Nespresso launches coffee capsule recycling service in London

Nespresso has this week teamed up the Royal Borough of Kensington and Chelsea to recycle consumer aluminium coffee capsules in the local area.

Nespresso exclusively uses aluminium to package coffee as it provides a dual benefit of protecting coffee freshness and quality and being infinitely recyclable

Nespresso exclusively uses aluminium to package coffee as it provides a dual benefit of protecting coffee freshness and quality and being infinitely recyclable

The six-month pilot project will see the council provide a kerbside collection service for Nespresso Club members, who will receive purple bags to place alongside other recycling bins. The capsules will be removed from these households via waste management company Suez, which will then send the pods to a dedicated Nespresso recycling facility, to be recycled into nutrient-rich compost.

“We know recycling is incredibly important to Nespresso Club Members and it remains a top priority for us as a business,” Nespresso UK and Ireland managing director Francisco Nogueira said.

The trial comes seven years after Nespresso set up its own dedicated recycling network, which allows customers to request a collection for used capsules, or drop them off at collection points across the country. The pilot launch will add an easier and more convenient way for Nespresso customers to recycle in the Royal Borough of Kensington and Chelsea, Nogueira said.

“Every week we are seeing an increase in the volume of capsules being sent in by customers through our system,” he said. “But we know there is still much to be done and recycling through the municipal system is something our members have asked for.”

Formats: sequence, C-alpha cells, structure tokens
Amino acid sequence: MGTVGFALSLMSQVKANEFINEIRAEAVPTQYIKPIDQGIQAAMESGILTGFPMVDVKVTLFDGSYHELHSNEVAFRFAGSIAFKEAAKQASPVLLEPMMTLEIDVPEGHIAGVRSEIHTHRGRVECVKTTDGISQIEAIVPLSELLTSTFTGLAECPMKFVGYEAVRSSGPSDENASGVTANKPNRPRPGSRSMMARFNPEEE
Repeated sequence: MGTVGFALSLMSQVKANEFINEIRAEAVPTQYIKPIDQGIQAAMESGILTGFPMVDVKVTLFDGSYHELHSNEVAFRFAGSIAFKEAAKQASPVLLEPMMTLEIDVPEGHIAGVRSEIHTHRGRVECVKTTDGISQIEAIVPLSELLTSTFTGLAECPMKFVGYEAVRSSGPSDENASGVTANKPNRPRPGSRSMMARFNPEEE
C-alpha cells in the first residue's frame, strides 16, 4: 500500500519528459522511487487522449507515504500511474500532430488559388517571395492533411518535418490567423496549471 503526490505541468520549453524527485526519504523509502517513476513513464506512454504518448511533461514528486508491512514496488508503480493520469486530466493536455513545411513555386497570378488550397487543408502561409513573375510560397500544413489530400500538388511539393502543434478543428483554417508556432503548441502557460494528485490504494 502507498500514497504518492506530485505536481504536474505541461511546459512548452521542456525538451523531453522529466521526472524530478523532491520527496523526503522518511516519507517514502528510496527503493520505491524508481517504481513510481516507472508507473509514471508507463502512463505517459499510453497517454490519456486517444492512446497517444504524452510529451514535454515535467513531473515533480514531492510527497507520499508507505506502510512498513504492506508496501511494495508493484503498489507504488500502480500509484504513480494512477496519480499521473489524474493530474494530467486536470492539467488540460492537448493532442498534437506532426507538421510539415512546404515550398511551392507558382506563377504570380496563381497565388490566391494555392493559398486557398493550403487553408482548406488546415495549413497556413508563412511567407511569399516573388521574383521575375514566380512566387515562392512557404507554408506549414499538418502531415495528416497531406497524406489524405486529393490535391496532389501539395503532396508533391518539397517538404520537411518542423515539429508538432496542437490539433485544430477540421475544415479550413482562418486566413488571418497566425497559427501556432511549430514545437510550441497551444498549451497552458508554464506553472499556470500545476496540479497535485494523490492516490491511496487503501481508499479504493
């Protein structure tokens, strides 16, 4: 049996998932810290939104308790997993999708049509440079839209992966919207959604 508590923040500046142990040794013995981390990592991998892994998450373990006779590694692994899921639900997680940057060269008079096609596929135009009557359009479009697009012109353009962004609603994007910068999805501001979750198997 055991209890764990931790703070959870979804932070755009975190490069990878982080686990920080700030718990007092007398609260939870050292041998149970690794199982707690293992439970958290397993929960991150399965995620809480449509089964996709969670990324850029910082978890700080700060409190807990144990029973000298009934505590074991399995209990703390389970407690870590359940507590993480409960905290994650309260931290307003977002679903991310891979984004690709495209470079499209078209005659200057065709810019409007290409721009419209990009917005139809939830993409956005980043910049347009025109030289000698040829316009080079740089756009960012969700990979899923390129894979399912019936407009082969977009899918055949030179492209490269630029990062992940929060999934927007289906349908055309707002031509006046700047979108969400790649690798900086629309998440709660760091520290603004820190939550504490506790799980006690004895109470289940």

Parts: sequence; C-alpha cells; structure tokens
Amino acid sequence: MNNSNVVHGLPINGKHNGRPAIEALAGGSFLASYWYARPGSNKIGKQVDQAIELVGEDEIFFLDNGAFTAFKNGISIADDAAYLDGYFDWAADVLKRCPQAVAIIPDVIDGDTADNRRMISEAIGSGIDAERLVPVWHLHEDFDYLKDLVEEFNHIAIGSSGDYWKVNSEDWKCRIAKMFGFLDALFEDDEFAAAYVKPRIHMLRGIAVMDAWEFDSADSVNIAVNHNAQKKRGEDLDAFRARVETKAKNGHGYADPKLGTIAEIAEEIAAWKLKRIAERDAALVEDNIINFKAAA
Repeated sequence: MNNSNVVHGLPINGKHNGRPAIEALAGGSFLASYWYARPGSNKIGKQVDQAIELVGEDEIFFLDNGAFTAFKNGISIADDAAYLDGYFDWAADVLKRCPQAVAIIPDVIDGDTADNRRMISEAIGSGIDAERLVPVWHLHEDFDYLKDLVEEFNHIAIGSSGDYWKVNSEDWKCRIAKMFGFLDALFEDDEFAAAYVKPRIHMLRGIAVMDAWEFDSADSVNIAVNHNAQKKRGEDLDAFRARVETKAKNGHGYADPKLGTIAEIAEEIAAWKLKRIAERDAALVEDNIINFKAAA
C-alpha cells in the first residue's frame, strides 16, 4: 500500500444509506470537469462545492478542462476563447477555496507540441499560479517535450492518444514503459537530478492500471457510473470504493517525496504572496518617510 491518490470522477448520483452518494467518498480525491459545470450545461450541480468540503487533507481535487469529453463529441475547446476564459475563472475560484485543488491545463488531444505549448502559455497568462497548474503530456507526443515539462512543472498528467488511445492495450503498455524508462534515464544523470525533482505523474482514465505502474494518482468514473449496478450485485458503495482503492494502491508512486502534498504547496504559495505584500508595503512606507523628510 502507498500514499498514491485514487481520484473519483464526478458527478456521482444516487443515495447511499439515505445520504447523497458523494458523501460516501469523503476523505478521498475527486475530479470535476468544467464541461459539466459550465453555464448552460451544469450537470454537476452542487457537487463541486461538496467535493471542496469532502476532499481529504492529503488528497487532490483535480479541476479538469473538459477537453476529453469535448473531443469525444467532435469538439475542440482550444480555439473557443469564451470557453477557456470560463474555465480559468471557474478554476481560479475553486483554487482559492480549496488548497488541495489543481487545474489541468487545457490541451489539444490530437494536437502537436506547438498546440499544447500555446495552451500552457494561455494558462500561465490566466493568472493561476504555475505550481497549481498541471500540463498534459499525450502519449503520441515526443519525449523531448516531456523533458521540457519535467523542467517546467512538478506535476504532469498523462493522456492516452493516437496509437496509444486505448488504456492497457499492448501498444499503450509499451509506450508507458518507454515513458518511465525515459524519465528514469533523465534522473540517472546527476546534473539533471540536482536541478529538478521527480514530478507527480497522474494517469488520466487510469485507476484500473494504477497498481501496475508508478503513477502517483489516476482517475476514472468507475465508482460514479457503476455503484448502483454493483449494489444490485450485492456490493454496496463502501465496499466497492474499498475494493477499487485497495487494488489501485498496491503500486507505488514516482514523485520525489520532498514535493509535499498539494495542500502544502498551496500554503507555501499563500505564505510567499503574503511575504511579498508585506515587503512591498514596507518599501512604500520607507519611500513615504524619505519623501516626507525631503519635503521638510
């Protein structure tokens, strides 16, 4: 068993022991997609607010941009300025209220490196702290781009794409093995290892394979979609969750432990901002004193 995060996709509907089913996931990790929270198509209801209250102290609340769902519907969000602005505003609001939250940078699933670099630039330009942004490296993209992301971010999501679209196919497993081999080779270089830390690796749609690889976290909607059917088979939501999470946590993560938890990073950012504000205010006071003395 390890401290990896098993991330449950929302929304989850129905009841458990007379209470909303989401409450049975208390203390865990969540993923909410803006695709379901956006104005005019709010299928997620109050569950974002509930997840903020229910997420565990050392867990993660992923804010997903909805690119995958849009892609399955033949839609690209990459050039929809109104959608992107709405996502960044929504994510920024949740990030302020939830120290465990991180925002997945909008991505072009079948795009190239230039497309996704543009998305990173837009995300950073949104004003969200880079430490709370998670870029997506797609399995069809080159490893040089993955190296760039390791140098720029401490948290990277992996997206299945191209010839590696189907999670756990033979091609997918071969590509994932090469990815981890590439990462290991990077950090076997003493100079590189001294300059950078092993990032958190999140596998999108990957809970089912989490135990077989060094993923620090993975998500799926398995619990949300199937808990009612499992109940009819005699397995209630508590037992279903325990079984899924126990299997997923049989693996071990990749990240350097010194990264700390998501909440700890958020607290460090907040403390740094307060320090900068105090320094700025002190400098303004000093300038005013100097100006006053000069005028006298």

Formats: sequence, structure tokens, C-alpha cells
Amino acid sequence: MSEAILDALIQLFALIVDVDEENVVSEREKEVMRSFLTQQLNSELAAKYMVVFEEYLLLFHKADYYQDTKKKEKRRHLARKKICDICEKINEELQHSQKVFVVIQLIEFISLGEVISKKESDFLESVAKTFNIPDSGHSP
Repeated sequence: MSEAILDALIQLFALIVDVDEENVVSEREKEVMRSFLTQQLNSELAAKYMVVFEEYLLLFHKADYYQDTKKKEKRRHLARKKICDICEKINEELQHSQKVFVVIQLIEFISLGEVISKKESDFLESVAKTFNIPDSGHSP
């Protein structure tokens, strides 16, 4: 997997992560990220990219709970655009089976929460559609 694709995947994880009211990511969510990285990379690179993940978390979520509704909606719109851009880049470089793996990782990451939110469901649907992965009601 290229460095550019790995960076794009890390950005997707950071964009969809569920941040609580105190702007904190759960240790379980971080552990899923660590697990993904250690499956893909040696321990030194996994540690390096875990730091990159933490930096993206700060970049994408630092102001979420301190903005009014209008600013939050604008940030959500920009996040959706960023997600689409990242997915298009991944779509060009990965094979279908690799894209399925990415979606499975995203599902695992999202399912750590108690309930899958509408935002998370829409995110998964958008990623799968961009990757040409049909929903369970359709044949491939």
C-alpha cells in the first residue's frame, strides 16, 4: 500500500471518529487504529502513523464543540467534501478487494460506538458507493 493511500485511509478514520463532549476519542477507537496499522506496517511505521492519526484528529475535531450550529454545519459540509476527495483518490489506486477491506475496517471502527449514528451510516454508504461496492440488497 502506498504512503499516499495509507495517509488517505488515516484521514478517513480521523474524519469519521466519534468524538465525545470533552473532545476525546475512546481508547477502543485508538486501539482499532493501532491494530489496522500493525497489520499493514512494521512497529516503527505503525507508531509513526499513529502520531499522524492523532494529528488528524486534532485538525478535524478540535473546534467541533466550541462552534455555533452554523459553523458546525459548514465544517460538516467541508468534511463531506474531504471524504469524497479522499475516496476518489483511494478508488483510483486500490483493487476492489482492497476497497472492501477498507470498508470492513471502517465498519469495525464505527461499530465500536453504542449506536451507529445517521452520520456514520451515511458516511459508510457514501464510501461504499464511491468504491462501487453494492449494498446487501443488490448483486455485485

Raising awareness

The UK consumes more than 340 million coffee capsules a year, but most of these pods cannot be recycled at the kerbside. Traditional aluminium capsules contain a fabric filter which can be difficult to separate and therefore hinders the recycling processes, while plastic pods are equally complex with two or three layers of material.

Nespresso exclusively uses aluminium to package coffee as it provides a dual benefit of protecting coffee freshness and quality and being infinitely recyclable. The retailer hopes to increase consumer awareness of the recycling potential behind aluminium.

“Unfortunately, not all our customers are aware that, because our capsules are aluminium, they can be recycled,” Nogueira said. “We are focused on communicating this as much as possible through our boutiques and customer channels to encourage more people to send us back their capsules.”

Coffee conundrum

As the coffee cup recycling debate continues to grab the national headlines, the industry has attempted to find a solution to the 13,500 or so non-biodegradable coffee capsules that ending up in landfill every minute.

Start-up firm Halo Coffee, for instance, claims to have developed the world’s first fully compostable capsule for premium-quality coffee. The capsules, which are compatible with any leading domestic coffee machine, have been designed from a unique blend of bamboo and paper, allowing the pods to dissolve completely within 90 days.

Coffee capsules are just one part of a broader, systemic issue relating to the recyclability of coffee, with takeaway cups representing another major challenge. More than 5,000 coffee cups are discarded every minute in the UK, but less than 1% are actually recycled, due to a plastic lining on the interior of the cups which can’t be recycled by local councils. Big brands such as Costa and Starbucks have, however, recently stepped up efforts to tackle the issue.

Meanwhile, edie last week reported that a joint campaign coordinated by major coffee retailers and business in the London Square Mile was on course to reach its target to recycle half a million coffee cups in the capital in April.

George Ogleby


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